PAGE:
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[en] The interatomic distances in the transition states of radical hydrogen atom abstraction reactions X.+HY → XH+Y. determined by quantum chemical calculations are systematized and generalized. It is shown that depending on the reaction centre structure, these reactions can be subdivided into classes with the same X...Y interatomic distance in each class. The transition state geometries found by the methods of intersecting parabolas and intersecting Morse curves are also presented. The X...H...Y fragments are almost linear, the hydrogen atom position being determined by the reaction enthalpy. The effects of triplet repulsion, electronegativities and radii of X and Y atoms, the presence of adjoining π-bonds, and steric effects on the X...Y interatomic distances are analyzed and characterized. The bibliography includes 62 references.
[en] Effect of reaction heat due to uranium extraction is discussed by considering temperature profile in a pulsed column. A simulation code which treats heat generation and counter-current heat transfer was developed to estimate temperature profile. The agreement between the reported profile and simulation result is fairly good. The simulation analyses indicate the temperature profiles depend on the position of the extraction zone and the flow rates of both organic and aqueous phases. The results demonstrate that the authors' simulation code can provide the temperature profile in a pulsed column and is useful for monitoring the uranium extraction zone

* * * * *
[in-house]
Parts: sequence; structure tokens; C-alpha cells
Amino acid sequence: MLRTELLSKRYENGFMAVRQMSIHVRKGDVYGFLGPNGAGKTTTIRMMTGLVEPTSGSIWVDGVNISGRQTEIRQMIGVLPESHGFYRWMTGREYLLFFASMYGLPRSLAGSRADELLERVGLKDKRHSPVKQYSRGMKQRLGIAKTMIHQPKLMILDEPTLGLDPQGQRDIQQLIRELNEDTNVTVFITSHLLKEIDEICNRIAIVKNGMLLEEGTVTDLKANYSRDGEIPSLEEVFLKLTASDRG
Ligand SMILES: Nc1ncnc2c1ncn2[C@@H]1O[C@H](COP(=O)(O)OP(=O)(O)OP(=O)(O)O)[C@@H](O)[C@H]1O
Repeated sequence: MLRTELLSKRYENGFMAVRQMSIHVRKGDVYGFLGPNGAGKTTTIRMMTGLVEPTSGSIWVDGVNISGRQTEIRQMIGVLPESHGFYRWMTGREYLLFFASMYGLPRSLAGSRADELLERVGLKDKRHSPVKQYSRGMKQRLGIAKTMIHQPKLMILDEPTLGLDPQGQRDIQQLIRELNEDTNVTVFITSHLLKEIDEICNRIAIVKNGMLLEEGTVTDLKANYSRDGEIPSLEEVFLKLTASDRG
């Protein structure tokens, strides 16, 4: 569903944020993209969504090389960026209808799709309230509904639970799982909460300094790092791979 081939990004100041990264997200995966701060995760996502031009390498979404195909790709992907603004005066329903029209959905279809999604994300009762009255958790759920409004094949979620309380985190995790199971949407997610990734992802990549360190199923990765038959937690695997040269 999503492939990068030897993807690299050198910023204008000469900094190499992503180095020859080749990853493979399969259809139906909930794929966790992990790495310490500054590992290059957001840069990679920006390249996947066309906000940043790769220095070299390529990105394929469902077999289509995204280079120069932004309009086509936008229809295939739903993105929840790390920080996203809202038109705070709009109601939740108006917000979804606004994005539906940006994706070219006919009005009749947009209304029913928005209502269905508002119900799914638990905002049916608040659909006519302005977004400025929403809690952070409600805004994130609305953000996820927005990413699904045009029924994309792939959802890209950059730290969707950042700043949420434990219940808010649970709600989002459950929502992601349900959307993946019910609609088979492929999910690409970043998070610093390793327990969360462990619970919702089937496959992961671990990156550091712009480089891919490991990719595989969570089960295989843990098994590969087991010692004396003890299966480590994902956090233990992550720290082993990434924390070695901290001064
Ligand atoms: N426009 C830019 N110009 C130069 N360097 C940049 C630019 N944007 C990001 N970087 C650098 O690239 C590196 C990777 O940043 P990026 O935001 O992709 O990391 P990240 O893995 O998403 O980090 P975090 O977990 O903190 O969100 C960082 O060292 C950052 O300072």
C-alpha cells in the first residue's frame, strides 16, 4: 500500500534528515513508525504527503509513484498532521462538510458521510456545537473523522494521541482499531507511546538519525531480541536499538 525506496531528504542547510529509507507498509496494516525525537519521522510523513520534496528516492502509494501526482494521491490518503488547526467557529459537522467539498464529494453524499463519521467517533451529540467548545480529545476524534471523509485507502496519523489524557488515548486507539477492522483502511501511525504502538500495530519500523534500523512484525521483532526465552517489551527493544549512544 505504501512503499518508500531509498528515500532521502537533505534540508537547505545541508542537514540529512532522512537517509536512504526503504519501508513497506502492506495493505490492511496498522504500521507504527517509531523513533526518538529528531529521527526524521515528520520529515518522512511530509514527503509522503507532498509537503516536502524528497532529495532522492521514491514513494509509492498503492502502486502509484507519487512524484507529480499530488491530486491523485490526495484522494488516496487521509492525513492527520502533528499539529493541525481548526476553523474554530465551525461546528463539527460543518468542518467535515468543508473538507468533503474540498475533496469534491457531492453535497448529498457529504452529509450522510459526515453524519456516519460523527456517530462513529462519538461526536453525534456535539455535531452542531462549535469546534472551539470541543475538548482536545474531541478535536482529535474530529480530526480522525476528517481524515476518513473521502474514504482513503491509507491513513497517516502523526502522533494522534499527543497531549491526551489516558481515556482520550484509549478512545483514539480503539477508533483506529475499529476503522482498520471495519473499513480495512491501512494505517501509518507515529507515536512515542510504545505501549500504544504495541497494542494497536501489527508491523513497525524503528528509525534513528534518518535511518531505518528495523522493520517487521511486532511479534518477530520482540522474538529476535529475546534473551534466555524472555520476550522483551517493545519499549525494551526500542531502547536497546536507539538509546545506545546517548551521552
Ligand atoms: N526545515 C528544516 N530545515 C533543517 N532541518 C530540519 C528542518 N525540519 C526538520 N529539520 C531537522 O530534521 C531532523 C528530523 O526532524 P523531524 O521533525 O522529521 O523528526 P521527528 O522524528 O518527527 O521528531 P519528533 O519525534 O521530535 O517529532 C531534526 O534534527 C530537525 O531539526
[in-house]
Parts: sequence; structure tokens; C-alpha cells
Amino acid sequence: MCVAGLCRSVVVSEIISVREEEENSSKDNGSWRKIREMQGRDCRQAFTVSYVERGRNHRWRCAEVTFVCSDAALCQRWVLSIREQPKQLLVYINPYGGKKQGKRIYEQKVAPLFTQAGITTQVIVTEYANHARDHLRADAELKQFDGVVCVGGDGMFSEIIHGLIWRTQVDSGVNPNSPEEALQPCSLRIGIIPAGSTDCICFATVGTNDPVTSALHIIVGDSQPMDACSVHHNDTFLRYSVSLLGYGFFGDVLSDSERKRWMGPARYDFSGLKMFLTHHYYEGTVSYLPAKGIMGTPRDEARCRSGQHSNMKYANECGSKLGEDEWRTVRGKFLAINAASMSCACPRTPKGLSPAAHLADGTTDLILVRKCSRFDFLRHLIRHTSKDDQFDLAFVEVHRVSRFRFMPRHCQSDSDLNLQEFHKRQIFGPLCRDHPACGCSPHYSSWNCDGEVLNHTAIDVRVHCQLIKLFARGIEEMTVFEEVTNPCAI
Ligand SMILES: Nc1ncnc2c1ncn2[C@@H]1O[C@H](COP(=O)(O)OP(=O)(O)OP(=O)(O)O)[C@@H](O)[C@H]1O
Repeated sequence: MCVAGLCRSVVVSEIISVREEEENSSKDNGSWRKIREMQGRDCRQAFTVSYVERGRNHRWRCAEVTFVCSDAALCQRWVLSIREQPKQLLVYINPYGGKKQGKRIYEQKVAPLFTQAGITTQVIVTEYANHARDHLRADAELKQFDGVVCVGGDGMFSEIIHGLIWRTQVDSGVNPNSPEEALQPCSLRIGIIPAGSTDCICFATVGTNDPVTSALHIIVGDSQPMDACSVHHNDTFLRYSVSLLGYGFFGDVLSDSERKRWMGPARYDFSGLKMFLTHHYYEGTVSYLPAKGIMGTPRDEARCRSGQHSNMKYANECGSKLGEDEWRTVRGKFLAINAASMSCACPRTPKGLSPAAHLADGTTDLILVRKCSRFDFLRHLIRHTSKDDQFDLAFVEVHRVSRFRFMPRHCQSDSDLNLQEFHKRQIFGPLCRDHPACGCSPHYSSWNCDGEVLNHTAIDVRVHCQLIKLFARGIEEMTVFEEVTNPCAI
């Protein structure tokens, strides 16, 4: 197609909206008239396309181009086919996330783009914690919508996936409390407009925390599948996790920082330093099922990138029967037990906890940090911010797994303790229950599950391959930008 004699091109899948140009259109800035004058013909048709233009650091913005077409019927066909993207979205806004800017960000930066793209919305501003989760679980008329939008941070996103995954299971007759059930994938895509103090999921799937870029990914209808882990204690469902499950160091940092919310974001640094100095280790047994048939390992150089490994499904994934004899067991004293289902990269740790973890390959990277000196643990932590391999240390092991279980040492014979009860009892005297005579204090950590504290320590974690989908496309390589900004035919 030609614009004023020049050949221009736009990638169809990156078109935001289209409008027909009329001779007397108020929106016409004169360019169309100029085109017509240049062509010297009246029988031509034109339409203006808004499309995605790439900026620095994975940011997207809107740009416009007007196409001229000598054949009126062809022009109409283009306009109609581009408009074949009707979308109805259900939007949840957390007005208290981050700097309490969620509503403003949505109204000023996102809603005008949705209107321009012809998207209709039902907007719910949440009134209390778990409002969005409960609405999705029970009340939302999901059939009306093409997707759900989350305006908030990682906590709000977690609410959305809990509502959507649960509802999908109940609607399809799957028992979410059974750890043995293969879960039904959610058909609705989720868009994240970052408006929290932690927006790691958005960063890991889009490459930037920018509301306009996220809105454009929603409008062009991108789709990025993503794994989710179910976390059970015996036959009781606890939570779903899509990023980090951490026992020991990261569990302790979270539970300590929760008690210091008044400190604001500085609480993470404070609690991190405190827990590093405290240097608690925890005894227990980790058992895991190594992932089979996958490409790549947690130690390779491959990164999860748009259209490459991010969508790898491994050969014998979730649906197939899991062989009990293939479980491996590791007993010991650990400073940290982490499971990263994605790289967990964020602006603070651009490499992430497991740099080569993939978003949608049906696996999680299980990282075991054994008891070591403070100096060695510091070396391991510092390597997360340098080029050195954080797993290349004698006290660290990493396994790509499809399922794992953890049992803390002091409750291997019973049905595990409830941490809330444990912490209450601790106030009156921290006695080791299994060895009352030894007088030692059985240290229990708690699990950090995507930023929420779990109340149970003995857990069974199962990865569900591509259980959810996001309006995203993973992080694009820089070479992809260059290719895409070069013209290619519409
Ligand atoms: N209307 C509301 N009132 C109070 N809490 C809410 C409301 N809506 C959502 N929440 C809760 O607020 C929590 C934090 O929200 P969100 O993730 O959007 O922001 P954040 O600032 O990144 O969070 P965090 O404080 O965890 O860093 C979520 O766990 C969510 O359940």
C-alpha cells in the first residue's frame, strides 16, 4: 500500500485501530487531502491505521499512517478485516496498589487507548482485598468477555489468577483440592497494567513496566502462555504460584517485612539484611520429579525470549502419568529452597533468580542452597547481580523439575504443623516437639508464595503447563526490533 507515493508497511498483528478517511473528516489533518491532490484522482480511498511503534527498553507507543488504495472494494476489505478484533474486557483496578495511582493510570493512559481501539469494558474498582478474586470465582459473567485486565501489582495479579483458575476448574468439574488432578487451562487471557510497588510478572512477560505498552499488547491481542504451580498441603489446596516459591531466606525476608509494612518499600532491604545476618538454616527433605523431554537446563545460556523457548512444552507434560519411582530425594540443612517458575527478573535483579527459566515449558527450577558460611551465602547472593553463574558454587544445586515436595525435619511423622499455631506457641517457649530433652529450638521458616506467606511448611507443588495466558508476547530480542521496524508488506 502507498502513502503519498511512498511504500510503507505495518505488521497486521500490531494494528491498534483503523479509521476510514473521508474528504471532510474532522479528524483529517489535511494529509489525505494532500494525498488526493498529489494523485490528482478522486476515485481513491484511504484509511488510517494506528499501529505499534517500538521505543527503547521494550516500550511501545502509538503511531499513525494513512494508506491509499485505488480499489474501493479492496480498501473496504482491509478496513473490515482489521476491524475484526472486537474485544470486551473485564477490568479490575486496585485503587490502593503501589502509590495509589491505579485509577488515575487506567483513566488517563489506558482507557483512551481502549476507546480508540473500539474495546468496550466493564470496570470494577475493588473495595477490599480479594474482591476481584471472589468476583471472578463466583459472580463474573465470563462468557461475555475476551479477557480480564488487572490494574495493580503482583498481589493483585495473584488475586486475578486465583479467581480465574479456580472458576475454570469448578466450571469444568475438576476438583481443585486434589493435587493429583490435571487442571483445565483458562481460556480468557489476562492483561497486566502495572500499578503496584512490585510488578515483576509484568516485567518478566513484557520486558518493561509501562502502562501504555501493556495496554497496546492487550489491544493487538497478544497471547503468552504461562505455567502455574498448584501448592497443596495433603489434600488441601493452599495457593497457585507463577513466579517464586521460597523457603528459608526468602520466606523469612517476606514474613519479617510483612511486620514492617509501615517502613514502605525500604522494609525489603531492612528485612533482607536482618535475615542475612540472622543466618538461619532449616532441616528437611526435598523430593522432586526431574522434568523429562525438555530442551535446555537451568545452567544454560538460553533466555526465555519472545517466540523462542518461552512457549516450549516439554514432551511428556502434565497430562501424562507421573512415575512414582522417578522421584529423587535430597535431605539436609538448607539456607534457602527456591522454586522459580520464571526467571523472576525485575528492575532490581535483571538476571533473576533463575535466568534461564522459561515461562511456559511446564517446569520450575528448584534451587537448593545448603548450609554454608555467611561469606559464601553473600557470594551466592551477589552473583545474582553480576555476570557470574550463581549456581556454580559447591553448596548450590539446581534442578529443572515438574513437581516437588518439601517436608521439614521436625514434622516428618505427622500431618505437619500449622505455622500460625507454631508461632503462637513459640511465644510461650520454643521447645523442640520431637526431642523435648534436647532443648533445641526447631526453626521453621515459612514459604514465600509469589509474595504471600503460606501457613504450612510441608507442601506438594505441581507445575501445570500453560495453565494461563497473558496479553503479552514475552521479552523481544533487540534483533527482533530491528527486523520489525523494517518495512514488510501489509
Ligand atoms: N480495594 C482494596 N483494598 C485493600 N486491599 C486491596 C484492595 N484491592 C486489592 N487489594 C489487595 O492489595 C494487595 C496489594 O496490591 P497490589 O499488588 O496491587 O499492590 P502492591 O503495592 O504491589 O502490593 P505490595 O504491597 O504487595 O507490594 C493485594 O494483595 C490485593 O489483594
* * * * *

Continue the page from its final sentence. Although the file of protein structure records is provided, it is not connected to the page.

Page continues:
[en] The heat of reaction and equilibrium pressure for both the oxidation and reduction reactions, (1/7)Pr7O12 + (1/7 - x/2)O2 = PrO/sub 2-x/, have been measured by means of a Tian-Calvet-type calorimeter and thermal balance. The results of equilibrium pressure measurements under isothermal conditions show a reproducible and unsymmetrical hysteresis loop. The unsymmetrical hysteresis loop is interpreted as due to a different pattern of intergrowth formed during oxidation and reduction. The ordered intermediate phases (Pr/sub n/O/sub 2n-2/) are intergrown coherently at the unit cell level with each other but not with the disordered α phase (PrO/sub 2-x/). The role of coherent intergrowth in both symmetric and unsymmetric hysteresis loops has been discussed. The partial molar enthalpy (-Δ anti H 0/sub 2/) is about 58 kcal/mole of O2 in the Pr7O12 phase; it increases slightly as O/Pr increases, then increases sharply to about 85 kcal/mole of O2 around PrO178. No difference in partial molar enthalpy is observed between the oxidation and reduction paths within the experimental error, even though different equilibrium pressures are observed depending upon the path. The slight increase in the partial molar enthalpy in the two-phase region is attributed to the interaction term of the different domains using the same regular solution model used to account for the hysteresis observed previously. The sharp change in -Δ anti H 0/sub 2/ around PrO178 is believed associated with the phase change from the coherently intergrown ordered phases to the disordered α phase. The difference between the partial molar entropy on oxidation and that on reduction is explained by both the regular solution model and the usual thermodynamic treatment using the data of isothermal hysteresis